NSCDC Parades Suspects Of Illegal Oil Bunkering

nscdcThe Lagos State Command of the Nigerian Security and Civil Defence Corps (NSCDC) have paraded 23 suspects, including 5 Togolese, allegedly involved in illegal bunkering of petroleum products, between January and February 2015.

The suspects were arrested by the Nigerian Navy at various points on the high sea and within Lagos waters, before they were handed over to the NSCDC.

A total of 378 drums, each of 250 litres, containing petroleum products were recovered during the operations.

Also paraded were 14 suspects involved in vandalism of electrical installations, illegal connections and by-passing of prepaid metres in Isolo, Abule Egba and Oworonsoki areas, belonging to the Ikeja Electric Distribution Company.

The NSCDC is a paramilitary agency of the Government of Nigeria that is commissioned to provide measures against threat and any form of attack or disaster against the nation and its citizenry.

The NSCDC was first introduced in May 1967 during the Nigerian Civil War within the then Federal Capital Territory  for the purpose of sensitization and protection of the civil populace.

Parts of its statutory empowerment includes legal proceedings against any person or persons suspected to have committed an offence, maintain an armed squad in order to bear fire arms among others to strengthen the corps in the discharge of its statutory duties.

Adekunle Among Most Celebrated Military Commanders Of His Generation – Jonathan

AdekunleNigerian President, Goodluck Jonathan, has extended commiserations to the family of late Brigadier-General Benjamin Adekunle, who passed away on Saturday.

In a statement by the Special Adviser to the President on Media & Publicity, Dr Reuben Abati, the President joins the family and other Nigerians “in mourning the very courageous soldier who achieved national fame during the Nigerian civil war for his gallant leadership of the 3rd Marine Commandoes in the successful effort to defend the unity and territorial integrity of the country.

President Jonathan believes that General Adekunle’s civil war heroics, which made him easily one of the most celebrated military commanders of his generation, have ensured that he will always be honoured and remembered as a valiant soldier who served his fatherland exceptionally well at a very trying time in its history.

As the Black Scorpion’s soul returns to the Almighty Creator, President Jonathan enjoins his family, friends, former military colleagues and all who mourn his passing to also give thanks to God for blessing the nation with fearless soldiers and patriots of his calibre who stand ready to lay down their lives for the peace, unity and progress of their country.”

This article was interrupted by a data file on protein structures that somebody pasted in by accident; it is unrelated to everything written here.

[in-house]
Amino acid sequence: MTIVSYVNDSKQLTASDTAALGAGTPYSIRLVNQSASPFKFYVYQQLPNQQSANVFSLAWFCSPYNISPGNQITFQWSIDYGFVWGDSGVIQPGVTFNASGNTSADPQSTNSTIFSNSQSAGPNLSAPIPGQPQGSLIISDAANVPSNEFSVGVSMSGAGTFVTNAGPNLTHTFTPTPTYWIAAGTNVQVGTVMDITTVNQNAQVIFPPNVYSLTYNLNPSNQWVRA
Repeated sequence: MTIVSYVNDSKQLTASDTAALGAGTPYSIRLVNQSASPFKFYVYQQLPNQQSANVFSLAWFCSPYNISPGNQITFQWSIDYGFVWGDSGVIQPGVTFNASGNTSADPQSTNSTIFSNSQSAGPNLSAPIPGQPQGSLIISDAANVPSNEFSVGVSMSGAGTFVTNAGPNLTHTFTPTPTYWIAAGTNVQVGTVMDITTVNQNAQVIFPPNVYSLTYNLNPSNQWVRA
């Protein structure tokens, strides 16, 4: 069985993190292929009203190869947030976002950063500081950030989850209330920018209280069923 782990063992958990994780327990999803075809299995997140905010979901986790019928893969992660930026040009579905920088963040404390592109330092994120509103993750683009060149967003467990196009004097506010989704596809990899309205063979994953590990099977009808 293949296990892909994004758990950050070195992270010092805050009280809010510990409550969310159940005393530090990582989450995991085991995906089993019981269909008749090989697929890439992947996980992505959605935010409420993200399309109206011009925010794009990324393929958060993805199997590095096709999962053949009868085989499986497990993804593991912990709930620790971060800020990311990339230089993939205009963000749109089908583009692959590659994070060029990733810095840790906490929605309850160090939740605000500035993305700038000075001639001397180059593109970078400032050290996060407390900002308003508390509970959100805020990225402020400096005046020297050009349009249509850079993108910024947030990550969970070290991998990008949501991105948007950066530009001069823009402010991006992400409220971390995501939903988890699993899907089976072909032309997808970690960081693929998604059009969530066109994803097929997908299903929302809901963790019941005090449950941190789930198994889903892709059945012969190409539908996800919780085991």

President Jonathan prayed that God Almighty would comfort the grieving family and associates of General Adekunle and grant his departed soul eternal rest.

Obasanjo, Amosun Mourn Benjamin Adekunle

ObasanjoFormer President, Olusegun Obasanjo, has has joined other prominent Nigerians describing the death of the late General Benjamin Adekunle as shocking.

In a statement in Abeokuta, Obasanjo said that the contribution of Adekunle during the country’s civil war was a no mean efforts, which would be remembered for so long a time.

According to the former president, “I received with shock the news of the death of my colleague, friend and course-mate, Gen. Benjamin Adekunle today. I can recall with fond memories what he was able to achieve as a course-mate at Teshi, Accra Ghana.”

He added that the late retired General, “made no mean contribution for the Nigerian civil war. His efforts would be forever remembered and May his soul rest in peace. I am very shocked about by this news today,” Obasanjo stated.

He expressed his condolence to the family of the late retired General, affirming that “his vacuum will be difficult to fill in the family, but, I pray for them to have the fortitude to bear this loss.”

The Ogun State Governor, Ibikunle Amosun, is also mourning the demise of one of the Nation’s gallant military officers, describing him as a civil war hero.

In a statement by his Senior Special Assistant (SSA) on Media, Mrs. Olufunmilayo Wakama, Amosun said that he was greatly saddened by the news of the death of the war veteran.

He said that the incident happened at a time the wisdom and knowledge of the likes of General Adekunle is needed to curb the unfortunate acts of insurgents in the nation.

This is so sad. Black Scorpion, as he was fondly called, played a significant role in the unity and search for peace in our country as he fought gallantly in the Nigerian Civil War, principally to preserve its sanctity as a leader of the 3rd Marine Commando.

“History has recorded him well. His name cannot be easily forgotten in the history of modern day Nigeria,” the governor said.

Amosun commiserated with the family of the deceased, the Nigerian Army, as well as his friends and associates, praying that almighty God grants his soul eternal rest and give the family the fortitude to bear the irreparable loss.

General Benjamin Adekunle: Black Scorpion Dies At 78

Black Scorpion
Pioneer GOC 3 Div, Colonel B.Adekunle (hand on howitzer) watches a gunner during the Nigerian Civil War

The Nigerian Civil War Army veteran, Retired General Benjamin Adekunle, popularly known as Black Scorpion has died.

Retired General Adekunle died Saturday morning in Lagos, Nigeria’s south-west region at the age of 78.

General Adekunle was born in Kaduna. His father was a native of Ogbomosho, while his mother was of the Bachama tribe.

He underwent secondary education at the Government College, Okene, in present day Kogi State.Black Scorpion

He enlisted in the Nigerian Army in 1958 shortly after completing his school certificate examinations. 

He passed the Army selection examinations and thereafter was despatched to the Royal Military Academy, Sandhurst in the UK, the British Army’s initial officer entry academy.

He was commissioned 2nd Lieutenant on December 15, 1960.